I do not decide whether or not material will run in the County Transcript; Chuck does.

I do not write the headlines for my reports; I freely admit I am not very good at it. When I do submit a report with a headline, nine times out of ten Chuck will change it; most of the time I do not even write one. I do admit that there have been times when I have used a very innocuous headline to divert attention away from a controversial issue contained in the report (fear of reprisal). Chuck usually catches on to me and doesn’t let me get away with it. Again, that is his prerogative.

My job is to report what happens at the meetings I cover. Believe me, I don’t make this stuff up. But it seems that no matter how kind I am to some people (like not mentioning names, rumors, hearsay, inappropriate remarks, etc.), they take exception to having their antics reported. I used to tell my very impulsive seven-year old, “Think before you act.” Some folks would be well advised to do just that. If you don’t want something to go in the newspaper, then don’t do it or say it at a public meeting. I have no control over what others do or do not do at meetings, and I have never discussed beforehand with anyone what they plan to bring up at a meeting, or how my reports will be written. It is really very immature of certain individuals to voice threats against me, harass me (or my family and friends), or to try to terrorize me because I have reported what did, in fact, happen. And I deeply resent being accused of the same sneaky, underhanded tactics that I despise in others.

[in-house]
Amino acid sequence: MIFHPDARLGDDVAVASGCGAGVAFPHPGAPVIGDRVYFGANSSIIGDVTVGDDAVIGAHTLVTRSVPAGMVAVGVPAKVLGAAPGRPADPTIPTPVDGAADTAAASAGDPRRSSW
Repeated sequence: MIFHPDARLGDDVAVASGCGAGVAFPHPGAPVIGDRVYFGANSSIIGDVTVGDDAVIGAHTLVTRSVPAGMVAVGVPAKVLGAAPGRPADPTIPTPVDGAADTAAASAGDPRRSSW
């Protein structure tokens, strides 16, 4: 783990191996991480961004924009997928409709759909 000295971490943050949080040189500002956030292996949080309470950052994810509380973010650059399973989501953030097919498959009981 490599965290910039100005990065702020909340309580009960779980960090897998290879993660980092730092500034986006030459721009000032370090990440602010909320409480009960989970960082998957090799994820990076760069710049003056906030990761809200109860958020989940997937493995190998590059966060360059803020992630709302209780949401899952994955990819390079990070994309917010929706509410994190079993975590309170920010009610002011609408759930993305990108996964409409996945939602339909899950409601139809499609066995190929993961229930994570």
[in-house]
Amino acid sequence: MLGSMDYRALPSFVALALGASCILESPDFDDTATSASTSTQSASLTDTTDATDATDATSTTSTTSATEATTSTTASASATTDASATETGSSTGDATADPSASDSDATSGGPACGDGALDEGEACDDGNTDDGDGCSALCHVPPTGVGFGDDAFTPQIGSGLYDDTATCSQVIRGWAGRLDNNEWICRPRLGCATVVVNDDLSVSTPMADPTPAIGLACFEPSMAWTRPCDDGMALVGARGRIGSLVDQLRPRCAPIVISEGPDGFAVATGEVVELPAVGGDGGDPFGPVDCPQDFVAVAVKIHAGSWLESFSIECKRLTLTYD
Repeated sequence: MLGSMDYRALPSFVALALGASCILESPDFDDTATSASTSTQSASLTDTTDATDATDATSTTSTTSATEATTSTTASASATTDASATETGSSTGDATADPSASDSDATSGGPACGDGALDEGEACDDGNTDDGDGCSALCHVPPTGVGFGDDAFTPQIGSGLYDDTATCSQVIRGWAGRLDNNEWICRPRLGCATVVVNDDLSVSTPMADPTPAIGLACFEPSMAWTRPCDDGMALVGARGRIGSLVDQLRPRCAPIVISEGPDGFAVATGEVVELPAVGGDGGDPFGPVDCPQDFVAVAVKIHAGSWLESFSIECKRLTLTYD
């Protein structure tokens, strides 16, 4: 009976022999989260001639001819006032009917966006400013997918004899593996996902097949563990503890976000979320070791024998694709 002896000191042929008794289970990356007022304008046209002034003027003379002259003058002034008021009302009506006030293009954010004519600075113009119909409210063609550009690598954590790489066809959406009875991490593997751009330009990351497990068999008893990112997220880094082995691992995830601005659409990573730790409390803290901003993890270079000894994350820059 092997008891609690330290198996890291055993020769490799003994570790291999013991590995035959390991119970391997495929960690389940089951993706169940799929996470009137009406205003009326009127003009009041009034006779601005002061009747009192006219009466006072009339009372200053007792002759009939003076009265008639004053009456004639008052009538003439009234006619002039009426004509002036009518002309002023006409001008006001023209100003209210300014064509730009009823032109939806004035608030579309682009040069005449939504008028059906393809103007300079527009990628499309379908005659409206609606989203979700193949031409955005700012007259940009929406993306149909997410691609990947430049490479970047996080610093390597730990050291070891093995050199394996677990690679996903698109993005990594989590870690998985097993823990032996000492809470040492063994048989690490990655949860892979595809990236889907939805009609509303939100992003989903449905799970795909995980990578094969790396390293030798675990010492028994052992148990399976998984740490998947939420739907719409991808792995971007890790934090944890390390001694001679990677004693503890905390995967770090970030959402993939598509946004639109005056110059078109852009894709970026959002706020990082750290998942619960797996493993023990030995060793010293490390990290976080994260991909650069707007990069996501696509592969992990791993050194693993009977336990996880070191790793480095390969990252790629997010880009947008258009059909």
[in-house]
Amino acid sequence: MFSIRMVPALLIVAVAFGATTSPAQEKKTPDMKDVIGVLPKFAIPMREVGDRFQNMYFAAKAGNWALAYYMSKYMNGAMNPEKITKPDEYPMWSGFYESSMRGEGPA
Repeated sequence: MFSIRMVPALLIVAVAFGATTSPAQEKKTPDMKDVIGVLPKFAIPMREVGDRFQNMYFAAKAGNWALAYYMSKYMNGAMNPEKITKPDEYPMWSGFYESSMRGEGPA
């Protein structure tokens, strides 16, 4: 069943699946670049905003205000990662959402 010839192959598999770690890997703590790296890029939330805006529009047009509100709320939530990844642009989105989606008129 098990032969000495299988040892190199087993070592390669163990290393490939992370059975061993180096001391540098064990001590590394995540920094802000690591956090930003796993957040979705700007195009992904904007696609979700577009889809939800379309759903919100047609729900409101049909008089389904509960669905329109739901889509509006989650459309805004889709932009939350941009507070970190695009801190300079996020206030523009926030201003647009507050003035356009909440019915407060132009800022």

Who I know and whether or not I like them has very little impact, if any, on the job I do. My husband has absolutely no input whatsoever into how I do my job. In all the years I’ve known him, only twice has he seen my reports before they were published. Once, when he was a member of the Susquehanna Borough Council, I showed him my report because it was the easiest way of filling him in on what had happened at a meeting he had missed while he was away. The other time, for reasons I will not go into, I wanted to reassure him that my report did not contain words like “bushwhacked” or “blindsided.” Enough said about that. I also do not allow my friends to tell me how to do my job, and there have been a number of times when some of them have been less than happy with me because of it.